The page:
When I went to Irish-language events in the US, I found many Irish people like myself, people who only found the motivation to learn Irish after they left Ireland. Today, living in New Jersey, I am raising my daughter through the language. I want her to have this part of her Irish heritage because I know what it was like for me, and a lot of Irish people, in wanting to speak the language but being unable to.

Living abroad while teaching Irish history to American students means I regularly think about what it means to be Irish. The internet acts as a weird kind of window to Ireland, in that reading or watching what is happening back home makes it seem so close, yet you know how far away it really is. Which is why you appreciate the special moments when you feel a true sense of connection to home.

I was among my own people

The best example I have of this was on my first trip back to Ireland. Standing in the airport in Newark, I was delighted to hear all of these Irish accents after spending months without talking to another Irish person.

The flight ended up being delayed for a couple of hours, and then when we boarded the plane, we sat on the runway for another hour. Eventually the captain came on the intercom and said there was a queue of planes waiting to depart, and we would not take off for another hour again.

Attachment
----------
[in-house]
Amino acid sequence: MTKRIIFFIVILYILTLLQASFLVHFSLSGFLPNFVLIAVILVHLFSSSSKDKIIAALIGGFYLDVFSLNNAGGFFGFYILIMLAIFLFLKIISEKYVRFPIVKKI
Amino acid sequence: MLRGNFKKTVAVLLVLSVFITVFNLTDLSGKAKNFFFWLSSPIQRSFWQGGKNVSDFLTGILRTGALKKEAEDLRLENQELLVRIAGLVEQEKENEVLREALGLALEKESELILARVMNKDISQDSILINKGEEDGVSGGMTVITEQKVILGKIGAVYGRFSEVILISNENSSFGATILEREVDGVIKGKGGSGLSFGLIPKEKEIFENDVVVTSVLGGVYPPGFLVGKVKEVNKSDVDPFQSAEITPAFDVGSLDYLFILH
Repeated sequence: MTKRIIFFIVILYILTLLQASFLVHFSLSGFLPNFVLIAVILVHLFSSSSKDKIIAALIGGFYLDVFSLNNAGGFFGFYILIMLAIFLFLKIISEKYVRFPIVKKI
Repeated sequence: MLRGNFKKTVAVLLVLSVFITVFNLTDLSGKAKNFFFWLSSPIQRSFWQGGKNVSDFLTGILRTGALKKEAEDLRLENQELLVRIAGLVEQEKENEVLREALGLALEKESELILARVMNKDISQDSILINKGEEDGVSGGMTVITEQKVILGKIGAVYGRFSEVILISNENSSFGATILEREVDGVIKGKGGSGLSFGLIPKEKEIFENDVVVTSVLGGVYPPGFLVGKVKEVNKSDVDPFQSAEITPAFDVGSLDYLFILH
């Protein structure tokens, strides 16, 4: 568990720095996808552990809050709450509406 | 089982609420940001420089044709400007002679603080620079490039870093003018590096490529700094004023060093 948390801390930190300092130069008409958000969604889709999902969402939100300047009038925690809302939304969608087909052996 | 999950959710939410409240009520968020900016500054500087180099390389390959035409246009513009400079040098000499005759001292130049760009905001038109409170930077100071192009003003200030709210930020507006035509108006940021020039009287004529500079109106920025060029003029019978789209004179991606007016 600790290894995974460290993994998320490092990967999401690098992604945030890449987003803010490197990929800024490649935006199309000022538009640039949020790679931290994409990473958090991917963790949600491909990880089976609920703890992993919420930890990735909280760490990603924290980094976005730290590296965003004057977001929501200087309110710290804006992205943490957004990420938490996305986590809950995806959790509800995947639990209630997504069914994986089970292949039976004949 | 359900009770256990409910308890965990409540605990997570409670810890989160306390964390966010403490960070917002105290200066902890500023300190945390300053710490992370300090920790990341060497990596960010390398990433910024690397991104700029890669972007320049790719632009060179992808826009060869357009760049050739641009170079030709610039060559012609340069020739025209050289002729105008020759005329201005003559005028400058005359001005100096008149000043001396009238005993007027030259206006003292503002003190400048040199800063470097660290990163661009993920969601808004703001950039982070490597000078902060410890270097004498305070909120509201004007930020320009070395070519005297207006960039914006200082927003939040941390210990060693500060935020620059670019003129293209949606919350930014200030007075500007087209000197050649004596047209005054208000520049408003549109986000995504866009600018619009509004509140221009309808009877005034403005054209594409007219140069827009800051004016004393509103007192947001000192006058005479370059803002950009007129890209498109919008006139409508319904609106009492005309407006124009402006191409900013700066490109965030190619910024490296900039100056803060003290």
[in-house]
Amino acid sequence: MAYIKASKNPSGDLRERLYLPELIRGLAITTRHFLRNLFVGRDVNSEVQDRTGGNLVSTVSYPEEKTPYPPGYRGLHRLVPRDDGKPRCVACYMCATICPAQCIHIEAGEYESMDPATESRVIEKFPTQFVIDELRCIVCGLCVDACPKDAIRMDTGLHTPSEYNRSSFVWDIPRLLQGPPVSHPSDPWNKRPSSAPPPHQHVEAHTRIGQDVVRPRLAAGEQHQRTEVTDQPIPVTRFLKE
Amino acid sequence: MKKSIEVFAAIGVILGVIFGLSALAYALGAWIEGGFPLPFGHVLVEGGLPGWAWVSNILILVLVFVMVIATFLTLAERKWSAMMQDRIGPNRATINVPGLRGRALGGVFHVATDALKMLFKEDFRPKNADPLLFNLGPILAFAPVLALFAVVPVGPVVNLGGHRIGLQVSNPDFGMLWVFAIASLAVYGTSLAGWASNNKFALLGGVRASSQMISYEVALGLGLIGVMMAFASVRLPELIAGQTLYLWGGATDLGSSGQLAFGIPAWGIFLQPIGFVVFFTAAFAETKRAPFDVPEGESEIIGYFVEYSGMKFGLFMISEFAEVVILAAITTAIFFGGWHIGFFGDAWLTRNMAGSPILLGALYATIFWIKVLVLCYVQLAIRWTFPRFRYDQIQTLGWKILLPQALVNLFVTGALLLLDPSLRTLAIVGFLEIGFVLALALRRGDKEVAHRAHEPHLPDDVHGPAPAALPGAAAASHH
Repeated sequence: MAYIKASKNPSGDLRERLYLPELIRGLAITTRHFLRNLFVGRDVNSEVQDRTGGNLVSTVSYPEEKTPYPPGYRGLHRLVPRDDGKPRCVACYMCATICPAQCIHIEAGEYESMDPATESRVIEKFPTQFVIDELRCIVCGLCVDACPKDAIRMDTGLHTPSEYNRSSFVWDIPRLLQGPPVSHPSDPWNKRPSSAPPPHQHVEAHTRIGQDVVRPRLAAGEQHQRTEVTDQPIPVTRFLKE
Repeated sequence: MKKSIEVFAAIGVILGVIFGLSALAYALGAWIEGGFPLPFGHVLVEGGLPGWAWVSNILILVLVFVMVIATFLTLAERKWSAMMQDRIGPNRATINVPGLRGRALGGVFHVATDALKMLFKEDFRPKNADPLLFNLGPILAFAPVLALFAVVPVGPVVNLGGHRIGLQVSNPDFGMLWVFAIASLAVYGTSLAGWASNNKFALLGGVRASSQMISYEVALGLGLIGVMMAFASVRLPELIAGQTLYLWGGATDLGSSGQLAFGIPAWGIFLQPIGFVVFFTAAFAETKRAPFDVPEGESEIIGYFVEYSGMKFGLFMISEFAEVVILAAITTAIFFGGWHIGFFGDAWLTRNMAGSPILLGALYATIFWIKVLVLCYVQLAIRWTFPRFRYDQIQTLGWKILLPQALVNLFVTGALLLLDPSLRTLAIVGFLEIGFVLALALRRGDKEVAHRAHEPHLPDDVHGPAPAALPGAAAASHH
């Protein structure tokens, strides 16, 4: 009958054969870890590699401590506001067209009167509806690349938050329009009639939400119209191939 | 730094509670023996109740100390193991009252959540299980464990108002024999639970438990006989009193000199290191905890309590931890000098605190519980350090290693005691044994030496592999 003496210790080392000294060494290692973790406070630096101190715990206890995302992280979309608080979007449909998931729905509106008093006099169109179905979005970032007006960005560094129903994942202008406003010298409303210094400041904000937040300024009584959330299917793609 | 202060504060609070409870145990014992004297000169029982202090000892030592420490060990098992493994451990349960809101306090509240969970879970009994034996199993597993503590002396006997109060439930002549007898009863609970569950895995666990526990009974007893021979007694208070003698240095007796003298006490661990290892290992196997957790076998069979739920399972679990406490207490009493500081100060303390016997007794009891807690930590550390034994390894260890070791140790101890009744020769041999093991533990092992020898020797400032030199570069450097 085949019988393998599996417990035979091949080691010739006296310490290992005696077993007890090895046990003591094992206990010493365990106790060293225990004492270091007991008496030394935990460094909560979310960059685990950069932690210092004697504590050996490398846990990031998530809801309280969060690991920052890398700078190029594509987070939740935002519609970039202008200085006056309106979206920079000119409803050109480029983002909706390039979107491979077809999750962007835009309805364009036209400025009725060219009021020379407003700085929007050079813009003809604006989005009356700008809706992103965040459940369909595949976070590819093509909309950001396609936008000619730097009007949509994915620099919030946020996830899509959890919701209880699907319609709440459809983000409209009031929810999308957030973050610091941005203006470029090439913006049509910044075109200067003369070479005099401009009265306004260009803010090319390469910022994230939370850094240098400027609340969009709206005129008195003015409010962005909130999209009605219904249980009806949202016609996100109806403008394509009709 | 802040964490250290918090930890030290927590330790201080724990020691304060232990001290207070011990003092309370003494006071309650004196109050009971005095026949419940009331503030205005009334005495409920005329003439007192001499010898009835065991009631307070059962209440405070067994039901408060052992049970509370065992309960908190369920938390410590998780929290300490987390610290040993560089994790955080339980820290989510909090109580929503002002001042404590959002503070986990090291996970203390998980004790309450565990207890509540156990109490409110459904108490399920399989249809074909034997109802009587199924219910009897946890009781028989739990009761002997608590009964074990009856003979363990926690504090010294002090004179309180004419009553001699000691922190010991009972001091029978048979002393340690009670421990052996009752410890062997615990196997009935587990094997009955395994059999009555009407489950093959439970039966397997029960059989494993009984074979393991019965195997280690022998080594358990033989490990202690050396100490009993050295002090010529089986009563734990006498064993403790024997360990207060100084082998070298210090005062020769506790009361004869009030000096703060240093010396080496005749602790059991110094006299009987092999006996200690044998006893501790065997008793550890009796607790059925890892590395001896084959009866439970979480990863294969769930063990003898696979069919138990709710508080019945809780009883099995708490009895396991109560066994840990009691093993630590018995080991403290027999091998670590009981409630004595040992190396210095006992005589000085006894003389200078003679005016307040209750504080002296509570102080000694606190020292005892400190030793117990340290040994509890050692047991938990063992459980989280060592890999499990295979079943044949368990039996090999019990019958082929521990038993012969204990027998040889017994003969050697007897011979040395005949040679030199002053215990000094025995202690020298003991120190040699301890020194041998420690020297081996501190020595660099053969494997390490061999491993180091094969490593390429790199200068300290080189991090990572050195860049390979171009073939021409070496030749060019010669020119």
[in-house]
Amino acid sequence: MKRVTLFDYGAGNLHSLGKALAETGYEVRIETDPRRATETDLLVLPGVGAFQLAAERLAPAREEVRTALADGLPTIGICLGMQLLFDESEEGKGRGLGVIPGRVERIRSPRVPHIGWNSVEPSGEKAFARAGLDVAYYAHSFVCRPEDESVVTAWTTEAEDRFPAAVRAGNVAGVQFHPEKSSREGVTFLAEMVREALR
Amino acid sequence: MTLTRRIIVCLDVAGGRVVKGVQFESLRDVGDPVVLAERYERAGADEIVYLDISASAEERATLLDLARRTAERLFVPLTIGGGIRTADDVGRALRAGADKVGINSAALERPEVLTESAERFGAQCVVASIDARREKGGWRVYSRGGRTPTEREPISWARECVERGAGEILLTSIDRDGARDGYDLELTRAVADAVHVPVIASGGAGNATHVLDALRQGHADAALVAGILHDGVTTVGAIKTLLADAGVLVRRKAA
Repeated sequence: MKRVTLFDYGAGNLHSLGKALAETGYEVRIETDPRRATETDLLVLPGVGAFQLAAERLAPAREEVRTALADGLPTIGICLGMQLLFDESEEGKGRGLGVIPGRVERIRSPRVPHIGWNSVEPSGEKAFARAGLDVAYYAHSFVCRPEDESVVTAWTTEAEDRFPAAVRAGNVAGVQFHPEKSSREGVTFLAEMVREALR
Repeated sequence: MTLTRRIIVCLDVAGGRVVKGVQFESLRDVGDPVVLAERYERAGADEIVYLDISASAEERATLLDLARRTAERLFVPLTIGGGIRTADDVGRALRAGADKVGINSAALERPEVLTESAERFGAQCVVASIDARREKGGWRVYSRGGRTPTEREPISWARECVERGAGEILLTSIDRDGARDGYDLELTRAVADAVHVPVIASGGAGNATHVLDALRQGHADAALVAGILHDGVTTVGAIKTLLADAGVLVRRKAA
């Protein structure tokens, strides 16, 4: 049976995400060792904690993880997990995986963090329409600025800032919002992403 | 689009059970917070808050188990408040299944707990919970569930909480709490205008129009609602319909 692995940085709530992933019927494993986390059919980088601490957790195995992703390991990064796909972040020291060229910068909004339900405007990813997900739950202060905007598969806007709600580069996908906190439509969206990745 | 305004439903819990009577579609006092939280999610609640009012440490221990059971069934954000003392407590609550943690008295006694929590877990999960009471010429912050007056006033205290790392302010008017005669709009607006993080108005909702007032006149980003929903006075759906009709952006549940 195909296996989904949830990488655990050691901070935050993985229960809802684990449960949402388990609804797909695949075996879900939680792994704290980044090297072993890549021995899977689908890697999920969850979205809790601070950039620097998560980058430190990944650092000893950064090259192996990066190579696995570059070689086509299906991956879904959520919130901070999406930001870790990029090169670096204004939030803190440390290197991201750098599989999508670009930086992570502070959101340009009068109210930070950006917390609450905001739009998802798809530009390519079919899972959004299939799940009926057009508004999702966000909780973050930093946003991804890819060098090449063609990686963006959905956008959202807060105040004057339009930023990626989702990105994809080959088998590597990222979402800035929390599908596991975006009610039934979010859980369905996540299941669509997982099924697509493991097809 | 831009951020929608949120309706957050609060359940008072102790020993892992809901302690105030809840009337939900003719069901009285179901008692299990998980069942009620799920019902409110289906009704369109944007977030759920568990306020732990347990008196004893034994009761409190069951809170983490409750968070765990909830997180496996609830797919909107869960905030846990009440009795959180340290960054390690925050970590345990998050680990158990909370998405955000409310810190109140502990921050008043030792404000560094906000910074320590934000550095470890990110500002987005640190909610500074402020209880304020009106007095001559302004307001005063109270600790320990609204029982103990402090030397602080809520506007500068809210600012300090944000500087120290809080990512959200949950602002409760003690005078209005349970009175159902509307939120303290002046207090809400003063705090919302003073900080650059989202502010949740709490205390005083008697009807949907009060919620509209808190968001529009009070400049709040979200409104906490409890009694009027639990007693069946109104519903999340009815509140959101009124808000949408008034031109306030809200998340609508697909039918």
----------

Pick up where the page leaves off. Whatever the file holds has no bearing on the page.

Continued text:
As soon as he said that, a very clear thought went through my mind. But I wasn’t alone. A chorus of voices from around the plane gave voice to the very thought I was thinking. In unison, I heard young voices and old voices, male voices and female voices, eastern accents and western accents, northern accents and southern accents, all coming together to express exactly the same sentiment: “Oh, for FUCK’S sake!”

It was a great feeling. After months of separation, I was among my own people once more.

Caoimhín De Barra is Assistant Professor for Irish History and Culture at Drew University, New Jersey.

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About the author:

Caoimhín De Barra  / Assistant professor, Irish history